There's been much hand-wringing about the PS3's price and the fact it needed a cheap revamp ever since it launched in 2006. But here's the thing—Sony didn't drag its feet on the issue at all, especially if you look at the PS2's history.
Until yesterday, Sony's PlayStation 3 was the most expensive console on the market (that spot is now held by the Xbox 360 Elite, but probably not for long) and it was a huge clunky beast. Now it's a sprightly, skinny, quiet little number sporting a few less facilities (third party OSs for example) but also a nicely trimmed unit price: $299 for a 120GB version. It's a welcome move, it'll undoubtedly bump sales of the machine, and it's a very definite answer to the online clamor begging for something like this to happen for years.
But maybe we shouldn't have expected it quite as soon as it has arrived. Take the PS2 for example—due to manufacturing issues, so few units were released initially that it was hard to find on the shelves for months after its early 2000 debut. It was also expensive, and a much clunkier box than the previous PS1. Most of the issues to do with its price were centered on the device's revolutionary Emotion Engine chip, so incredibly complex that there were worries it could be used to steer guided missiles—the console's 128-bit encryption meant it was also briefly export-controlled under Japanese law. It took Sony until 2004 to rejig the complex hardware into a smaller box, thinner and quieter than the original, ditching some of the facilities of the older machine (mainly the internal hard drive option) to achieve a new, lower, price tag. Sony's been quietly tweaking the design ever since, simplifying the mainboard and removing unneeded facilities to shave the cost of making PS2s—it's now in revised version 17, and will cost you a scant $99.
And that's the old PlayStation 2—in comparison to which the technology that makes the PS3 work is magical. Its Cell processor is even more revolutionary, in its way, than the Emotion Engine was on the PS2—it's even powerful enough to be networked into a cheap supercomputer, and some suggest it could become the most important microprocessor invented this decade. The inclusion of a Blu-ray drive (a tech Sony also helped develop) as the PS3's main game storage system meant it was one of the first Blu-ray players on sale, and for a long time it was among the most affordable. The Cell chip and Blu-ray meant it cost Sony some $800-odd to make the first generation of PS3s, which it sold at a $250 loss per unit. Blu-ray part shortages even meant its European launch was delayed until March 2007.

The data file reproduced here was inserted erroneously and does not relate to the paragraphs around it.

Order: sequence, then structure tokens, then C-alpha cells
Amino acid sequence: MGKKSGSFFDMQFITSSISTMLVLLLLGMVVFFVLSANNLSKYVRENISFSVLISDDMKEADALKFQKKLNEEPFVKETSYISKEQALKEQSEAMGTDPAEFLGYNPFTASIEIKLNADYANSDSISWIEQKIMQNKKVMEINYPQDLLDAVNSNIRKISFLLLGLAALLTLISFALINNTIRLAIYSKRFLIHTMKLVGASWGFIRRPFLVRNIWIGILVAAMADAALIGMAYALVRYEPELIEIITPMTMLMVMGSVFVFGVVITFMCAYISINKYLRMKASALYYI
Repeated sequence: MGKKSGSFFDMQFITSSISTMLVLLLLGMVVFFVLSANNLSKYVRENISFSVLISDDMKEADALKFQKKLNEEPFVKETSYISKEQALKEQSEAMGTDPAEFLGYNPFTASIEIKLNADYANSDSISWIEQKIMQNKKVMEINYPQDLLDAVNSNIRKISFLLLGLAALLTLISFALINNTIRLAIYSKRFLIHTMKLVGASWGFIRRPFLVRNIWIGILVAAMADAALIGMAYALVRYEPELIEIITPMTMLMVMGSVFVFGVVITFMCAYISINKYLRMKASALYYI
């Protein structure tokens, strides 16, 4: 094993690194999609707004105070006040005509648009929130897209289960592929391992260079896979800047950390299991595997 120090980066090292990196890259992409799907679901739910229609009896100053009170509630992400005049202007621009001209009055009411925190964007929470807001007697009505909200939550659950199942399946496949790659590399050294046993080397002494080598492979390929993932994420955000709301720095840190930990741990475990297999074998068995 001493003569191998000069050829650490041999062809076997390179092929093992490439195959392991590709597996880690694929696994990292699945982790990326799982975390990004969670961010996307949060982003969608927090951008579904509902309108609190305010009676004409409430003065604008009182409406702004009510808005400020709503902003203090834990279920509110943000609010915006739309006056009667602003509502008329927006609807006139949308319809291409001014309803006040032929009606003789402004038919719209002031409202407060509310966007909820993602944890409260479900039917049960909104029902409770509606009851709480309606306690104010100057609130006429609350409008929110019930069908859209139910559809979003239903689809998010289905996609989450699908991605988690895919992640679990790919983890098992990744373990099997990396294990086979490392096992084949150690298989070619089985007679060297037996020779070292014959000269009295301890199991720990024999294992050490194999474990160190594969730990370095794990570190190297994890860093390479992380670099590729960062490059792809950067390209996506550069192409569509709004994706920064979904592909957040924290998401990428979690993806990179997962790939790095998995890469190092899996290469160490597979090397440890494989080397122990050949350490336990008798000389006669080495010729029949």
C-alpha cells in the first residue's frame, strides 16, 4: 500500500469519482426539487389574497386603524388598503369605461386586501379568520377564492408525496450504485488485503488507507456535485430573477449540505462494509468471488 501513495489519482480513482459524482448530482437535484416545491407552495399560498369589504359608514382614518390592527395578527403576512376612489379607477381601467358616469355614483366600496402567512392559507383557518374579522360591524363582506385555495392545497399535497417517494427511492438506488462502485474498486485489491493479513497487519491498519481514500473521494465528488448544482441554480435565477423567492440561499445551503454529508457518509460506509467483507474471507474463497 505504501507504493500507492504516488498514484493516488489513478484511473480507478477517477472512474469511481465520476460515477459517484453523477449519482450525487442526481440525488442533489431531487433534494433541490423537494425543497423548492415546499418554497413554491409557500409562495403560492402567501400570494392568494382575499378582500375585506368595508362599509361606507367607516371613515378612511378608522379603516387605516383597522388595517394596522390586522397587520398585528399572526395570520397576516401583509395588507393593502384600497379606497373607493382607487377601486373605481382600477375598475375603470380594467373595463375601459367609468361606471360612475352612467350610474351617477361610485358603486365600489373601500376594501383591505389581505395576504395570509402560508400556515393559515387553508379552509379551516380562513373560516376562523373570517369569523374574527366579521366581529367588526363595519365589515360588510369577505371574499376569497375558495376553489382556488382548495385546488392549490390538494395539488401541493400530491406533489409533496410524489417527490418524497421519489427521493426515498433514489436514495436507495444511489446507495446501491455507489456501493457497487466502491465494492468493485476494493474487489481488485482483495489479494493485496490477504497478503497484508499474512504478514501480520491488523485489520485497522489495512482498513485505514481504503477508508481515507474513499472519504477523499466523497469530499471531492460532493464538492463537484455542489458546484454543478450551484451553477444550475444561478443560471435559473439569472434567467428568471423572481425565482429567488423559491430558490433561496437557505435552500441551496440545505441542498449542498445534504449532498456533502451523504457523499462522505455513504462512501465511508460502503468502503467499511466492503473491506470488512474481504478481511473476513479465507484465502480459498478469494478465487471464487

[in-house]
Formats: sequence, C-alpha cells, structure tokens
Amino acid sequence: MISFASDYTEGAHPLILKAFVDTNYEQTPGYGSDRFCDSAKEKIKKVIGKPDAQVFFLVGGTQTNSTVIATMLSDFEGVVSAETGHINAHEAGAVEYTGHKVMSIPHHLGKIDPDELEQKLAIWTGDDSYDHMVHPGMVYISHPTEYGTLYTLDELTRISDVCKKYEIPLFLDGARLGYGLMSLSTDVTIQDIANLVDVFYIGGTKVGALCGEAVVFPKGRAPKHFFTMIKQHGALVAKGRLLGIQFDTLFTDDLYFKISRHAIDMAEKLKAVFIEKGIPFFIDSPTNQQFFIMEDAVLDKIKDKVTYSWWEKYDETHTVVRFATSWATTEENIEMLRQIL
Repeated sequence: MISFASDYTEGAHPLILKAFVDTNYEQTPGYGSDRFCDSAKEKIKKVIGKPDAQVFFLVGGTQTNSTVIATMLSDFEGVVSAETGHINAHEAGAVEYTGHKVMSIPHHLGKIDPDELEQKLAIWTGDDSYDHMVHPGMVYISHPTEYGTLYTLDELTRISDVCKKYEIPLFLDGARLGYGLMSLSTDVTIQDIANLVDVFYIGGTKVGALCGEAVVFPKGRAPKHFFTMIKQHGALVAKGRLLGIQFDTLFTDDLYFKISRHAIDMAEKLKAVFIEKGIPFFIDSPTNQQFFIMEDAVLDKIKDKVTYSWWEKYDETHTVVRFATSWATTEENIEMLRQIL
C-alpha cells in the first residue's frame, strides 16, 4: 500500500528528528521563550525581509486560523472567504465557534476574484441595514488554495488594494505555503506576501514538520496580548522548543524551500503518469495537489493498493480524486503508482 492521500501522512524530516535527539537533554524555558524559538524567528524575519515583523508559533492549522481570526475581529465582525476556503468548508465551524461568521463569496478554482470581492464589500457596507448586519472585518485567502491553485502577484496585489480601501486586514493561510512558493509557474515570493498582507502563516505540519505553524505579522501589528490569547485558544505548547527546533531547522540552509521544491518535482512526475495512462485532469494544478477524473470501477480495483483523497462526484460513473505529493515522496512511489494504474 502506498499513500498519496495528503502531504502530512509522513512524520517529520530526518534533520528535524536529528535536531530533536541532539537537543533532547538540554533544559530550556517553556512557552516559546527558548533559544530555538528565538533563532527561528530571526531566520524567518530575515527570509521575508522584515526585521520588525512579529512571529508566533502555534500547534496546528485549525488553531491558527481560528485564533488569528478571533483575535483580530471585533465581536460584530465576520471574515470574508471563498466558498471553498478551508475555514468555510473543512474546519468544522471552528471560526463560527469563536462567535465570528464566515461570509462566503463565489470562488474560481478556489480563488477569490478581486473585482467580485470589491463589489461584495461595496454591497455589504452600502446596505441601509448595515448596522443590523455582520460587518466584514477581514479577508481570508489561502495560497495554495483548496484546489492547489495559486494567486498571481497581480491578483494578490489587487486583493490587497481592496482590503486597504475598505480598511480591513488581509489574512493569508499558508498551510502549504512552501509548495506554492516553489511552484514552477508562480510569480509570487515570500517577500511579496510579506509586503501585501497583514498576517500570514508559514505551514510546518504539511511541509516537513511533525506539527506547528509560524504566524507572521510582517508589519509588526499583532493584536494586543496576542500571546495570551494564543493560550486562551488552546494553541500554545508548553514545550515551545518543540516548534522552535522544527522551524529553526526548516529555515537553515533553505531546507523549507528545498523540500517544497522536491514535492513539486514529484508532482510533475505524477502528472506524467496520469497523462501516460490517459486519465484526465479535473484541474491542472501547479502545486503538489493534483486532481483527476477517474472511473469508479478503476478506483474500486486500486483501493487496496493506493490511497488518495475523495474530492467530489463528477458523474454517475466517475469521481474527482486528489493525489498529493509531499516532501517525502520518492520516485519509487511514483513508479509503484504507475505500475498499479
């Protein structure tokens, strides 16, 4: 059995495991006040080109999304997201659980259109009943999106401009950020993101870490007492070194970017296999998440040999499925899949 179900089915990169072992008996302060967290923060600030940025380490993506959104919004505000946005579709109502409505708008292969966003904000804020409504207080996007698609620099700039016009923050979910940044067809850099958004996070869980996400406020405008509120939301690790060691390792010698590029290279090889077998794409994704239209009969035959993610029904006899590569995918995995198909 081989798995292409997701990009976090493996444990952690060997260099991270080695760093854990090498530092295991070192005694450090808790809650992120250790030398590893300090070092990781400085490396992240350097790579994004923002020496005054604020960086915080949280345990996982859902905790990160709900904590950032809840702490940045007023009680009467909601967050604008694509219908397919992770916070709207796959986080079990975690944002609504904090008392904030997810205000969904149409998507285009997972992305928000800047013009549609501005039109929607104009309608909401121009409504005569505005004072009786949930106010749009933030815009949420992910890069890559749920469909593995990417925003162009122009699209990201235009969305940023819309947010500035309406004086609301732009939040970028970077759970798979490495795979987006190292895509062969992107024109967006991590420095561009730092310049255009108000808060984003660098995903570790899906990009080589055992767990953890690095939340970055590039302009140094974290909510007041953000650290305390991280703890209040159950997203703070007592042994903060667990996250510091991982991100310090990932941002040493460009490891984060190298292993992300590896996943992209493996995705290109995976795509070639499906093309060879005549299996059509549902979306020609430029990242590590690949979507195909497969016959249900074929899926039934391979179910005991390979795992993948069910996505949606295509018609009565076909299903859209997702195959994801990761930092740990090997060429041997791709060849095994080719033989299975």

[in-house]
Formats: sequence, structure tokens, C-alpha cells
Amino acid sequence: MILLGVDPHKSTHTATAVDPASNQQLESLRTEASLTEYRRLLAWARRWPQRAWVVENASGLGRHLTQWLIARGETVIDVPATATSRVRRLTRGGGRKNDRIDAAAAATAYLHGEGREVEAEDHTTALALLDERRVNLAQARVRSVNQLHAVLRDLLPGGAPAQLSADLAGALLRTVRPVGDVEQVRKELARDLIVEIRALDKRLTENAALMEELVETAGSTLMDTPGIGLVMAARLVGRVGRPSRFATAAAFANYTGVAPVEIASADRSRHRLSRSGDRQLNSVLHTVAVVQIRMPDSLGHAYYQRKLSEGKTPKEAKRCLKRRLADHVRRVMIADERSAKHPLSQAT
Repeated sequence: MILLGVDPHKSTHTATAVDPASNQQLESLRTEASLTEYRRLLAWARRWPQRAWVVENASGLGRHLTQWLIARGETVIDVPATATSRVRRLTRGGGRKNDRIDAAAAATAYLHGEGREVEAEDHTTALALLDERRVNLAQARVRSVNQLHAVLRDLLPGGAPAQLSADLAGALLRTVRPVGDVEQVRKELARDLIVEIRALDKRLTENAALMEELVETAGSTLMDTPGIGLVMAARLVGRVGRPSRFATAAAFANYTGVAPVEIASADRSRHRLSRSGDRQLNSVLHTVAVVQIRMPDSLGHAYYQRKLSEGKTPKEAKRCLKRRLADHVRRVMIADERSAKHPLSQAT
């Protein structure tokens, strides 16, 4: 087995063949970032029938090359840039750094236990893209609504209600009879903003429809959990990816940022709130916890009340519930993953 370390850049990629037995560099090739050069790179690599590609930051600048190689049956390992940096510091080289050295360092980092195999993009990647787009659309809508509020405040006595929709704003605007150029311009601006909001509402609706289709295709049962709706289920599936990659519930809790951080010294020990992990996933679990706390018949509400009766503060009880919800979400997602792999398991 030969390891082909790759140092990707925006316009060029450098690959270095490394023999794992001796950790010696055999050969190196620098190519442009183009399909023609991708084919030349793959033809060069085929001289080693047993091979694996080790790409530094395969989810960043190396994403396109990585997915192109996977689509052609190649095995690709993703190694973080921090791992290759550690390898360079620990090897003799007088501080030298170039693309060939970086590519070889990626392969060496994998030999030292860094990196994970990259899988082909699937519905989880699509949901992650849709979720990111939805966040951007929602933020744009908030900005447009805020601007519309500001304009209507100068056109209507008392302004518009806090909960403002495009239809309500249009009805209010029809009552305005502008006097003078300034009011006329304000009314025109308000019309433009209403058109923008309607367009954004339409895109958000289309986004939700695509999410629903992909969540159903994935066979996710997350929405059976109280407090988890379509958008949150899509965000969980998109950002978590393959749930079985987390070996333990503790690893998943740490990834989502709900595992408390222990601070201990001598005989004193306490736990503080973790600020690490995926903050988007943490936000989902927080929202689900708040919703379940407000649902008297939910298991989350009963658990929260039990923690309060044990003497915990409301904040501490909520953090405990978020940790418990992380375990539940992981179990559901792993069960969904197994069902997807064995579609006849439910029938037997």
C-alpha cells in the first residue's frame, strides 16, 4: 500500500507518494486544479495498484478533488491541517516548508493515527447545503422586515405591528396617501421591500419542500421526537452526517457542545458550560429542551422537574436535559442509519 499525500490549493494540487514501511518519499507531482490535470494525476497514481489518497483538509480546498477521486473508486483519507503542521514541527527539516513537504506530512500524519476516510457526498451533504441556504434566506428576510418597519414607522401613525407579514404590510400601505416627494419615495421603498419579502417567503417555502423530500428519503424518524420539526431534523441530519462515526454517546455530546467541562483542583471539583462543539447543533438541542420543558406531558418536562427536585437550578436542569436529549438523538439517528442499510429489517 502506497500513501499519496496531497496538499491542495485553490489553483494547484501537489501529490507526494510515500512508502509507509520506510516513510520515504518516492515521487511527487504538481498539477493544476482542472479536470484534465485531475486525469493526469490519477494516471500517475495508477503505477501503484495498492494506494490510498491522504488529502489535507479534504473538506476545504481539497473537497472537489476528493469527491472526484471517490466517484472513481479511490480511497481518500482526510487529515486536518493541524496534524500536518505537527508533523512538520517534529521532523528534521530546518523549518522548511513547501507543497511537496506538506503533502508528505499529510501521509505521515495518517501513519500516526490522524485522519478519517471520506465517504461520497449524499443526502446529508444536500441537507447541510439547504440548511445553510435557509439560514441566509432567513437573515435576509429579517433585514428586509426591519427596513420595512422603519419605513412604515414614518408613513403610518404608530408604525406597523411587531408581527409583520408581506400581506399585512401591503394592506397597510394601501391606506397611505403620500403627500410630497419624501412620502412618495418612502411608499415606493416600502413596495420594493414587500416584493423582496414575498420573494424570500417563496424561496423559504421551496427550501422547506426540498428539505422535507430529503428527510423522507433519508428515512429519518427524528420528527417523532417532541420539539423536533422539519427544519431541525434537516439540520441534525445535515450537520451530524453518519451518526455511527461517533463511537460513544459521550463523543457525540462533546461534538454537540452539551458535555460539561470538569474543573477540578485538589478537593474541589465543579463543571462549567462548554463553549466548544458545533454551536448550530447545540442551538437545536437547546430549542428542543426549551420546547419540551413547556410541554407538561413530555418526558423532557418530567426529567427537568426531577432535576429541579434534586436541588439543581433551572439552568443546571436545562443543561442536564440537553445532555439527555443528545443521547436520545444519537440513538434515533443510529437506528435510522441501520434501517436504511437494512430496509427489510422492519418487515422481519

And now, some two and a half years later, Sony's managed to shave 70% off the build costs for the PS3. It's revised and polished the Cell chip design, also moving it to a 45nm fab process (originally it was a 90nm, then a 65nm component) so that the chip is now 34% smaller, and eats 40% less electrical power. Now that BR has won the HD video disc war, economies of scale mean optical components for the BR drive are cheaper too. Hard drive tech also means including a 120GB drive in the PS3 Slim doesn't add much to the price (and remember it debuted with a 20GB one!). And another big saving has come by ditching the Emotion Engine chip internally, along with software support of the PS2.
Basically Sony took four years to revamp the PS2, and less than three to makeover the PS3—a much, much more complex machine. It's been a speedy, speedy process, despite what Sony's detractors may say. Hats-off to Sony's engineering team, I say.